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There is nothing more human than the right to live

Venkat Raman – 
venkat@indiannewslink.co.nz

Friends call him ‘A Gentleman among Police Officers,’ colleagues say he promotes self-discipline and members of the community describe him as ‘A person who works hard towards safer communities.’

The reality is that Police Inspector Rakesh Naidoo is a firm believer in equal opportunity to every human being to lead a progressive life.

That was perhaps what made him the ideal choice to be the Strategic Advisor on Race Relations to Race Relations Commissioner Dame Susan Devoy.

His responsibilities include leading and managing the work programme of Race Relations Commissioner on research, advocacy, project implementation, education and strategic stakeholder engagement.

It was a just a month or so ago that Rakesh took charge in his new assignment but there are already calls from many of his colleagues to ‘return sooner than the two-year stint,’

The man, first person of Asian ethnicity to rise to the rank of Inspector at the New Zealand Police, thought long and hard and discussed with his peers and superiors for almost a year before making the move.

None above law

There is a reason for the sentiments. From his days as a constable, sergeant and senior sergeant (known to this reporter since then), Rakesh has always been a caring, unassuming and conscientious police officer, always keen to observe the law, before enforcing it on others. He is the kind of officer who would ask the traffic police, “Please issue a speeding ticket,’ rather than argue.

“We are New Zealanders proud of our ‘above the board image.’ Let us remain that way and promote good policing habits,” he would say.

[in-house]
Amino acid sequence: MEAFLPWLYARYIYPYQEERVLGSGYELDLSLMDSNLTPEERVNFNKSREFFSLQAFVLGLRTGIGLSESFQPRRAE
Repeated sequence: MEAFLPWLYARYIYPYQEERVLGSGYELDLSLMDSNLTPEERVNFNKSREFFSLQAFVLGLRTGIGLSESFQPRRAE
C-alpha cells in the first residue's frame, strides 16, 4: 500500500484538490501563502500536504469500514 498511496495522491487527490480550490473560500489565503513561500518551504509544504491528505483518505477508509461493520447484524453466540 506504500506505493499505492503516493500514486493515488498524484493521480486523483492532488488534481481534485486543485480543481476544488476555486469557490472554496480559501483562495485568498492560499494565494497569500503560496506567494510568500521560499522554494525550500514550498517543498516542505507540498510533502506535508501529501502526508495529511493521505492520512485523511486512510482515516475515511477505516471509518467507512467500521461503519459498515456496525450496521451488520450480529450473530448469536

When he was promoted to the rank of Inspector and posted to the Police National Headquarters in Wellington four years ago, his brief was to advice the Police Commissioner and Management on ways and means of fostering good relations with various ethnic communities.

He not only rose to the occasion but also led initiatives that respond to New Zealand’s diverse ethnic communities.

“These initiatives have resulted in the New Zealand Police being at the forefront of ethnic strategy development and engagement and contributed towards successfully managing major incidents,” Police Commissioner Mike Bush said.

Growing diversity

If Rakesh is proud of his job and the blue uniform, he always shows it.

“As one of the most diverse nations in the OECD, New Zealand should act quickly to reap the benefits of new migrants and forestall problems, and the most critical period lies in their first two years after arrival, the first leg of their settlement journey.”

He has learnt the settlement journey from personal experience.

Born and raised in South Africa, he went to India when he was 19 years old to spend four years working in the voluntary sector and exploring his cultural roots.

He later worked for a not-for-profit organisation in Washington DC before migrating to New Zealand in 2001.

With his bright and enthusiastic disposition. Rakesh was a man with a difference at the Royal New Zealand Police College in Wellington. He was also distinct with his eating habits- whoever had heard of a pure vegetarian who also religiously avoided onion and garlic in the Force?

He was spared a bench with ingredients at the pantry.

“It was a far cry from the Police College of today. In 2015, they cater for peanut allergy, gluten-free, halal and other dietary needs for cadets and officers.  As for vegetarians, there is a never-ending choice,” he said.

Following graduation, Rakesh was posted to Henderson in West Auckland and then, in 2004, to Christchurch where he worked until 2007.

In both places he was the only Asian officer.

New Zealand Police established the Office of Maori, Pacific and Ethnic Service in 2003, and in 2004 he became an Ethnic Liaison Officer, the first uniformed police officer to be appointed to the role.

Comfortable journey

His settlement journey was relatively smooth, supported by fluency in English.

“If the settlement experience can be managed well, it really contributes to the long term wellbeing of the person,” he said.

New Zealand Police can justifiably be proud of its contributions to the government’s Migrant Settlement Strategy, which include ‘Inclusion’ and ‘Health and Wellbeing.’

*

Photo Caption:

Inspector Rakesh Naidoo

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